Norfolk Southern Railway’s new Charlotte, N.C., intermodal terminal began handling shipments Monday, boosting the railroad’s ability to attract highway loads to its major corridor connecting the mid-Atlantic and Gulf Coast.
The $92 million terminal at Charlotte Douglas International Airport is still under construction, but NS has already begun transitioning freight handling there from the older downtown facility. NS has not yet set a date for the official opening of the Charlotte Regional Intermodal Facility, said company spokesman Robin Chapman.
The new 40-acre terminal has an annual lift capacity of 200,000 units, compared to the 130,000-unit lift capacity at the older facility. The new terminal has been more than 15 years in the making, and current U.S. Secretary of Transportation Anthony Foxx has been credited for helping to make the project a reality while he was mayor of Charlotte.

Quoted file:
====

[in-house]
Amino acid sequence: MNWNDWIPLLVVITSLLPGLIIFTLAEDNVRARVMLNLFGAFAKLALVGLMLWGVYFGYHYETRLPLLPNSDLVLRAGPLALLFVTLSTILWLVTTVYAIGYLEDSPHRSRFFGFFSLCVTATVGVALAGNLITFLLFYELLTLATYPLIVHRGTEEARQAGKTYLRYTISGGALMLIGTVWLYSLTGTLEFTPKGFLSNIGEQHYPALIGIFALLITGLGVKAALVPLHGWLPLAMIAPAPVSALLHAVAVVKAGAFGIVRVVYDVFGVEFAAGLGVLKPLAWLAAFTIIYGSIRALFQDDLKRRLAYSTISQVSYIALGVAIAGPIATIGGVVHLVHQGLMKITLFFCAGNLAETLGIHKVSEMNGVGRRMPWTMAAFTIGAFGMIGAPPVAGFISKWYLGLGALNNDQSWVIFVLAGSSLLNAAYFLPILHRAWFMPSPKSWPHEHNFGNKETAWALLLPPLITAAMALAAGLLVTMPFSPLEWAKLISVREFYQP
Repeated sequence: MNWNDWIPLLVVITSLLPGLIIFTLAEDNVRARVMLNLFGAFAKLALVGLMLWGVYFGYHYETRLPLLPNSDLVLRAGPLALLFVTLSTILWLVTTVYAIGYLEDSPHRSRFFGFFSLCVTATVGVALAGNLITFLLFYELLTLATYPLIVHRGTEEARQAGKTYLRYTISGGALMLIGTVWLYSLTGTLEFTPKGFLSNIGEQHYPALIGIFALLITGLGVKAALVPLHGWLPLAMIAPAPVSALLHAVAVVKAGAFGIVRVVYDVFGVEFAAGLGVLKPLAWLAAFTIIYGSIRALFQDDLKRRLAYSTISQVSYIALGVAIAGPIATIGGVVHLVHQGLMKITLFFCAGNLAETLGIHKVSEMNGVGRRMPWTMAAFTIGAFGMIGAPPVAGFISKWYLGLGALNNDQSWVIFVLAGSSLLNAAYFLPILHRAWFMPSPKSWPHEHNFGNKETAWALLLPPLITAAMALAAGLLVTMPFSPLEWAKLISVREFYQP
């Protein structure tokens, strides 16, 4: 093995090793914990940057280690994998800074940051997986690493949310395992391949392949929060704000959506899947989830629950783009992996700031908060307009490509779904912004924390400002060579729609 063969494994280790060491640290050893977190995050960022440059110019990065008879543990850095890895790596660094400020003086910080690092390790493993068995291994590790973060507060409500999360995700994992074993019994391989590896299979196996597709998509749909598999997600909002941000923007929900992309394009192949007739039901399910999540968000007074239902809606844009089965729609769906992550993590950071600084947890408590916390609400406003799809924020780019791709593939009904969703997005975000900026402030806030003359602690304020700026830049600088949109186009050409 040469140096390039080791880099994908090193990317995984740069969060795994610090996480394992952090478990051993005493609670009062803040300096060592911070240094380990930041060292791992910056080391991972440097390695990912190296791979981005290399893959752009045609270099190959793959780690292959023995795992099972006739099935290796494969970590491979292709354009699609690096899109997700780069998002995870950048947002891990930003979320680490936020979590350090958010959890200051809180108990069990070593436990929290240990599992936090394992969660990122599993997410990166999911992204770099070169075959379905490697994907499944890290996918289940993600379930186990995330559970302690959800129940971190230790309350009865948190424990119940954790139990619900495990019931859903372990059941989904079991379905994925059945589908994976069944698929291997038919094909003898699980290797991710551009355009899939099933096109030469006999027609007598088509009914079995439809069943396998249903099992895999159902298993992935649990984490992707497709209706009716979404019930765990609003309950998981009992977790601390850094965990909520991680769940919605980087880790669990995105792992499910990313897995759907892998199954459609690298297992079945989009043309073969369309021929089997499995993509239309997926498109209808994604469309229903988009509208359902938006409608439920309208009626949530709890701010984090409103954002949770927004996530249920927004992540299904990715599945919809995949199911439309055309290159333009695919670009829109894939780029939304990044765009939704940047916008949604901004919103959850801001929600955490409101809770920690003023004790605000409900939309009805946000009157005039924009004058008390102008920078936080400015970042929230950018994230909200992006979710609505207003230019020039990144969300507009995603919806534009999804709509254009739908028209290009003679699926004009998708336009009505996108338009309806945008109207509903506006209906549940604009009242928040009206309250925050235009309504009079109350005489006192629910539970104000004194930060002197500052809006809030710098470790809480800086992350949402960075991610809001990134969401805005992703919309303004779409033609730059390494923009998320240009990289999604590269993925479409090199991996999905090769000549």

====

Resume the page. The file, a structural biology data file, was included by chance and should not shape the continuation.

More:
The terminal is part of the Crescent Corridor, a 2,500-mile corridor aimed at providing truck-like intermodal service to shippers looking to reduce transportation costs and carbon emissions. NS has already spent more than $715 million on the public-private project that will ultimately cost about $2.5 billion. In the last year NS has opened new intermodal terminals on the corridor in Memphis, Tenn.; Birmingham Ala.; and Greencastle, Pa. The railroad launched 34 new intermodal services on the corridor in January.
The eastern domestic intermodal market, along with the U.S-Mexico cross-border market, is expected to see the most volume growth in 2014, as network investments made by NS and its archrival, CSX Transportation, continue to pay off. NS said there are about 1 million truckloads annually that could be shifted to the initial phase of the Crescent Corridor. The railroad hasn’t yet outlined what investments would be made in the second phase of the initiative.